Research / Projects


Exploring the Process of Discovery

(Information at this site represents work done jointly by Wayne Patterson at Howard, Dinesh Sarvate of the College of Charleston, and Susanne Wetzel of the Stevens Institute of Technology.)

Since early 2009, there has been in progress a unique development in how information is communicated, and how discoveries can be made when the participants in a discussion may number in the tens or hundreds.

It is currently an issue of considerable discussion in the academic community regarding how discoveries are made, but it will undoubtedly lead to considerations of intellectual property, attribution, credit, secrecy, and/or plagiarism. Thus it will soon be of interest in the cybersecurity community.

Last year, Timothy Gowers, Cambridge mathematician and 1998 Fields Medal winner, put forth the challenge to the mathematics community to examine the manner by which research is conducted in the field: http://gowers.wordpress.com/2009/01/27/is-massively-collaborative-mathematics-possible/

He asked an interesting question: Is it possible to discover new theorems in mathematics, or improve on the proofs of existing theorems, by using a “polymath” process, in effect by creating a virtual organization to work towards a specific result?

Our interest has been in studying the evolution of these polymath projects, in order to gain an understanding of how discovery occurs.

In order to develop some basis for comparison of different polymath projects, we developed a graph-theoretic model to describe an individual project. Since it is important to observe the polymath project as it evolves over time, the model is actually a sequence of graphs parametrized by time.

We have built models for two specific polymath projects that have been among those most widely discussed. They are:

IMOq6: sixth problem from the 2009 International Mathematics Olympiad, which states: Let be distinct positive integers and let be a set of positive integers not containing A grasshopper is to jump along the real axis, starting at the point and making jumps to the right with lengths in some order. Prove that the order can be chosen in such a way that the grasshopper never lands on any point in .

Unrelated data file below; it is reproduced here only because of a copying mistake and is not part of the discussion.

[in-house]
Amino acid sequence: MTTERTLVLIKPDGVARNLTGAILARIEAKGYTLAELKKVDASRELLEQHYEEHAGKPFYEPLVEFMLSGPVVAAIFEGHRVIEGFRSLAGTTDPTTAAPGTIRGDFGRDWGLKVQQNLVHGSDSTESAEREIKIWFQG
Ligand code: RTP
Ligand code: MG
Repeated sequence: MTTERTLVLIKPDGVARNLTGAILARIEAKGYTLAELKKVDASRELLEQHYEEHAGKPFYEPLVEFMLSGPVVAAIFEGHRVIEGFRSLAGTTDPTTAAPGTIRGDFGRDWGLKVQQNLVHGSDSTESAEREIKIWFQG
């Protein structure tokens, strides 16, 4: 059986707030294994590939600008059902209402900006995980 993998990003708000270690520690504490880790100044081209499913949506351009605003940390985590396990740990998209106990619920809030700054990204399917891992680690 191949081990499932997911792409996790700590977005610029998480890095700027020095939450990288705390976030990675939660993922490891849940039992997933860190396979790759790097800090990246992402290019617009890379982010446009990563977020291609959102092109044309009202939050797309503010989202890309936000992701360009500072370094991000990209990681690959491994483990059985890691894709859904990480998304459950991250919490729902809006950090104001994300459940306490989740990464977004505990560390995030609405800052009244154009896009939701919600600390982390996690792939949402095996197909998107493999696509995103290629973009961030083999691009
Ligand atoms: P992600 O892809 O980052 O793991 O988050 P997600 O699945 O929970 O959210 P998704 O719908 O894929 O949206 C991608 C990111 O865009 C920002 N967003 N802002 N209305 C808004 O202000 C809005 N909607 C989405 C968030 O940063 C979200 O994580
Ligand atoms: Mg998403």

During the Olympiad competition, only three of 565 participants completely solved the problem. Subsequently, Terence Tao of UCLA (and another Fields Medalist), launched a polymath project to address this problem and to see respondents would be interested in participating when the mathematical challenge was not likely to lead to a research publication. 70 persons participated in the solution of the problem, which involved 278 posts in 35 hours to reach the result.

DHJ: An earlier, and more noted, polymath project launched by Gowers sought a solution to an important problem in discrete mathematics, the density Hales-Jewitt theorem, which states in one version: for any positive integers n and c there is a number H such that if the cells of a H-dimensional nnn...n cube are colored with c colors, there must be one row, column, or diagonal of length n all of whose cells are the same color. In a more familiar context, this is a statement that the higher-dimensional, multi-player, n {row, column, diagonal} generalization of the game of tic-tac-toe cannot end in a draw, independently of n and c and who plays first, provided only that it is played in sufficiently high dimension H.

A proof of DHJ has been known since 1991, but researchers in this field have felt that the existing proof was not satisfactory to many

We have built models for these two polymath projects using Mathematica 7 (Wolfram Corporation). The animations generated by these models are available here. If you do not have a copy of Mathematica to run these animations, you can download the Mathematica Player 7 at:

http://www.wolfram.com/products/player/

DHJ Polymath Project Mathematica Animation
IMOQ6 Polymath Project Mathematica Animation


References:

Timothy Gowers, Gowers’ Weblog, Is massively collaborative mathematics possible?,
http://gowers.wordpress.com/2009/01/27/is-massively-collaborative-mathematics-possible/
Timothy Gowers and Michael Nielsen, Massively collaborative mathematics, Nature461, 879-881 (15 October 2009) | doi:10.1038/461879a; Published online 14 October 2009.

Terence Tao, IMO 2009 Q6 as a Mini-polymath project,
http://terrytao.wordpress.com/2009/07/20/imo-2009-q6-as-a-mini-polymath-project/